What could help, even a little? A service that delivers good real-time airport intelligence: The app would show TSA wait time, PreCheck hours of operation, a guide to restaurants and retail (with an emphasis on the good ones with local flair), what the ride-sharing policies are, where those services operate, what public transit is available, where pet relief areas are, what other passenger amenities exist. As a bonus, it would also highlight unique features at an airport, such as the T. Rex model in Pittsburgh, public art in Los Angeles or Miami, or brewery in Munich.
This might have similarities with GateGuru — which was not on this reporter’s radar — but we’d tweak some areas of interest (especially PreCheck availability, ride-sharing, and public transit) and emphasize curation over crowd-sourcing.
Maybe that kind of information would make travelers eager to get to the airport extra early for once. — Hannah Sampson, News Editor
A Platonic Tinder for Meeting Attendees and Thought Leaders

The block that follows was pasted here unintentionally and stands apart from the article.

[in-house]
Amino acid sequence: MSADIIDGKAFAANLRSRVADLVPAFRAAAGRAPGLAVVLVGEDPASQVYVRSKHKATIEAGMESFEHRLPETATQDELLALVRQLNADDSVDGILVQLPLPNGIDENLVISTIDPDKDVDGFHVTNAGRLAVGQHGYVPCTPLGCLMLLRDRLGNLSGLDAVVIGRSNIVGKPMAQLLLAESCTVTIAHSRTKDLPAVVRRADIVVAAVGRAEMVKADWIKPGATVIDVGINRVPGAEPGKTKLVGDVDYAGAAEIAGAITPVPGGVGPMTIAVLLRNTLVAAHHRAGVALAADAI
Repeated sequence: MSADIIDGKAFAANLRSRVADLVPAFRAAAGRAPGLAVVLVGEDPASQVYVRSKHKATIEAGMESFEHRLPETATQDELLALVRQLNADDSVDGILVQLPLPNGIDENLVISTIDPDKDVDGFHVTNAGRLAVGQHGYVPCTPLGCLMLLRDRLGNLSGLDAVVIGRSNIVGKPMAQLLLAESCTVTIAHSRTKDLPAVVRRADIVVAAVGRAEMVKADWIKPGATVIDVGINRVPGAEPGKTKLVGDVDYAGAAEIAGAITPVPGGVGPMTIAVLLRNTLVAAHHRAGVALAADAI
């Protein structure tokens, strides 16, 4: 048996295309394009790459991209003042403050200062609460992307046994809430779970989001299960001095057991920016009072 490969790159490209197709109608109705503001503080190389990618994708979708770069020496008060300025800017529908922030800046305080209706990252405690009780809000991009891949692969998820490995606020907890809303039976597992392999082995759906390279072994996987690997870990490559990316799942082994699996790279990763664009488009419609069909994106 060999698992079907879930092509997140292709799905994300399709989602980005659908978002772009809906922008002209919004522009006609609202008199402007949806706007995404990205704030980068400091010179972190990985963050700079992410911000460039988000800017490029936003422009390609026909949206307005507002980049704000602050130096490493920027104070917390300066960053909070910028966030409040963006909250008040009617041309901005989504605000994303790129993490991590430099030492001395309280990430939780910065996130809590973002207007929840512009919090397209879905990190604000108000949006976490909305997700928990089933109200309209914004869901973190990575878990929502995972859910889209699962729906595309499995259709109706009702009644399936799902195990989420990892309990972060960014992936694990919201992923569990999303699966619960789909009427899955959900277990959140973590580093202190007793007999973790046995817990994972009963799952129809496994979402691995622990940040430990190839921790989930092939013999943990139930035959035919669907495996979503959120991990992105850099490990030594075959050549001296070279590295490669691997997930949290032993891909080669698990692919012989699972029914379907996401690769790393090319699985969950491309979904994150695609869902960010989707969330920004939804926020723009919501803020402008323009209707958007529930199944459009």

There is a rise of public and private organizations, social entrepreneurs, and urban citizen innovators who are trying to shift how people design and use cities more effectively, and who also want to promote their ideas to a global audience.
My startup is an online matchmaking platform that connects conference attendees with the people and enterprises in any given destination that are focused on advancing community development, diversity and inclusion, and innovative urban UX [user experience].
The end goal is a global network of travelers who discover and share successful ways to improve urban livability. — Greg Oates, SkiftX Editor
Easy Luggage Storage Solutions
Baggage has weighed down the daytripper, layover explorer, and traveler-with-hours-between-checkout-and-flight for too long.
There are luggage storage solutions all over the globe, but not nearly enough of them — and few easy ways to find all the options, whether friendly hotels that will hold luggage for a few hours or centrally located storage facilities.
In addition to more services, what travelers need is a guide with user ratings to all of the available storage spots that can provide locations, costs, times, and other details. — Hannah Sampson, News Editor
A Platform for Voluntourism Opportunities
I’d love to see someone provide useful intel on voluntourism. There are many companies that run tours, activities, and hotels designed to strengthen a disadvantaged community, and that’s a powerful marketing hook, but it can be difficult to trace where the traveler’s money actually goes.